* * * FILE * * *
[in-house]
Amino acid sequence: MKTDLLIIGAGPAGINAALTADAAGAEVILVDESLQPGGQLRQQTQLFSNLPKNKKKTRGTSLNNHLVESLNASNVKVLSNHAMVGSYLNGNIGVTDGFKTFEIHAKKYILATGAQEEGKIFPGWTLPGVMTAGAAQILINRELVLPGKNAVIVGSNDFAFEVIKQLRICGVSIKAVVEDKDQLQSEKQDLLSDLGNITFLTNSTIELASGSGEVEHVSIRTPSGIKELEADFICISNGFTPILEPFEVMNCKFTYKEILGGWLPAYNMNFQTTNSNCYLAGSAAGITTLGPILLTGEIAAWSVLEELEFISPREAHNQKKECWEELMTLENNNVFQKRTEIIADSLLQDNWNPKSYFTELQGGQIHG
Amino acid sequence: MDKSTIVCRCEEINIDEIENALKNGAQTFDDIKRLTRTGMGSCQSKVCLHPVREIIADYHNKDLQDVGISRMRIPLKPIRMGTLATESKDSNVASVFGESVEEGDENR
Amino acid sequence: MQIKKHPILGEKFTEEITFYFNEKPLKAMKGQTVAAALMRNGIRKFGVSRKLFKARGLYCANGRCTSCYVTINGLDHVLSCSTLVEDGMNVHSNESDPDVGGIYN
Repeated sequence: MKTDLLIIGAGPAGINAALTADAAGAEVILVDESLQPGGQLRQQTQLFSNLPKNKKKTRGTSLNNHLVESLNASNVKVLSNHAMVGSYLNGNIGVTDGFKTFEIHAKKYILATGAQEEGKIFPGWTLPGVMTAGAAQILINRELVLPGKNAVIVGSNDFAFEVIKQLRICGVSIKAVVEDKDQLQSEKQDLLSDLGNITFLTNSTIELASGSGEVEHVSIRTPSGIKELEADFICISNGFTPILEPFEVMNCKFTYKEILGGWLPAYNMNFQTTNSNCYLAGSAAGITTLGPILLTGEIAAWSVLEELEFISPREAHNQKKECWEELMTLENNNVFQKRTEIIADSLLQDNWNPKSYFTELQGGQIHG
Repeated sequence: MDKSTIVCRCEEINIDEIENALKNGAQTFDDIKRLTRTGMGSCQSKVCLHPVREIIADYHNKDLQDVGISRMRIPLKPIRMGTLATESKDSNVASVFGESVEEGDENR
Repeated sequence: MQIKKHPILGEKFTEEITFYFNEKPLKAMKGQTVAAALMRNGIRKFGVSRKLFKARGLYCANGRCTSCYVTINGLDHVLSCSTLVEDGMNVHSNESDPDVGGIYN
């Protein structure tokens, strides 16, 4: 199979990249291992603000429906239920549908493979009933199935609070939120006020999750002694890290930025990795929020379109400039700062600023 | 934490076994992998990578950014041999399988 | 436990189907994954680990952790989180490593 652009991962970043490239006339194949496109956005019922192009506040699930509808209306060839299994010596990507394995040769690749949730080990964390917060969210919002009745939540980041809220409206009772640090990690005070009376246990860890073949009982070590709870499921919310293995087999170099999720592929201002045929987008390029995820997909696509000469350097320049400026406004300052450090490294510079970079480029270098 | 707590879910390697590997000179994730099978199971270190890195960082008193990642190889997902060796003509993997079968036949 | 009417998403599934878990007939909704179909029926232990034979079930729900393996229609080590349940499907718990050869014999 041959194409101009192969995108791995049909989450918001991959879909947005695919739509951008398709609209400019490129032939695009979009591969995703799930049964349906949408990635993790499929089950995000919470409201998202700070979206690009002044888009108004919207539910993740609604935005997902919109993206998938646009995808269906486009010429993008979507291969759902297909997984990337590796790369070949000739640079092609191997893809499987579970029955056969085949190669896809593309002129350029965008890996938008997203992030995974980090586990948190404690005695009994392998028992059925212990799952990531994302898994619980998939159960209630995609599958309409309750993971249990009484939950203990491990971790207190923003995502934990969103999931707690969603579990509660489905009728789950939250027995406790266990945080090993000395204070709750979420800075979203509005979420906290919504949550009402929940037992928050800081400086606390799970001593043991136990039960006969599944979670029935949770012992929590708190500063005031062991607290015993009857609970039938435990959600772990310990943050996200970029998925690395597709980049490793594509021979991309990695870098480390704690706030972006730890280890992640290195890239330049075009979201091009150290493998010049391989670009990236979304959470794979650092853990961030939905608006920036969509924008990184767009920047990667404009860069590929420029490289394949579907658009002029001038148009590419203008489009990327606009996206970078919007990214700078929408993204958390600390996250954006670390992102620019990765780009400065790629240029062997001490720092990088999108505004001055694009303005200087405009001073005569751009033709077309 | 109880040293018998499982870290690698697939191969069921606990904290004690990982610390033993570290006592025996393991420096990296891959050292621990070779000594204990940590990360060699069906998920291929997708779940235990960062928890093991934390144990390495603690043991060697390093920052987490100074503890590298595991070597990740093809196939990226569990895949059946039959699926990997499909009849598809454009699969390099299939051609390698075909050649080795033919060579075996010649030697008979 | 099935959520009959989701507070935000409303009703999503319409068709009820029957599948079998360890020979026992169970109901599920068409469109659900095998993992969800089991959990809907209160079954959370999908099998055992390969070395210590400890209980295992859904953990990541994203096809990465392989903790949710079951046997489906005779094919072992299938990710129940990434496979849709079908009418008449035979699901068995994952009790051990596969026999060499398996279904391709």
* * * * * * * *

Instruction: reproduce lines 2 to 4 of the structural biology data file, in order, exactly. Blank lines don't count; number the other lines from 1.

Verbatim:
Amino acid sequence: MKTDLLIIGAGPAGINAALTADAAGAEVILVDESLQPGGQLRQQTQLFSNLPKNKKKTRGTSLNNHLVESLNASNVKVLSNHAMVGSYLNGNIGVTDGFKTFEIHAKKYILATGAQEEGKIFPGWTLPGVMTAGAAQILINRELVLPGKNAVIVGSNDFAFEVIKQLRICGVSIKAVVEDKDQLQSEKQDLLSDLGNITFLTNSTIELASGSGEVEHVSIRTPSGIKELEADFICISNGFTPILEPFEVMNCKFTYKEILGGWLPAYNMNFQTTNSNCYLAGSAAGITTLGPILLTGEIAAWSVLEELEFISPREAHNQKKECWEELMTLENNNVFQKRTEIIADSLLQDNWNPKSYFTELQGGQIHG
Amino acid sequence: MDKSTIVCRCEEINIDEIENALKNGAQTFDDIKRLTRTGMGSCQSKVCLHPVREIIADYHNKDLQDVGISRMRIPLKPIRMGTLATESKDSNVASVFGESVEEGDENR
Amino acid sequence: MQIKKHPILGEKFTEEITFYFNEKPLKAMKGQTVAAALMRNGIRKFGVSRKLFKARGLYCANGRCTSCYVTINGLDHVLSCSTLVEDGMNVHSNESDPDVGGIYN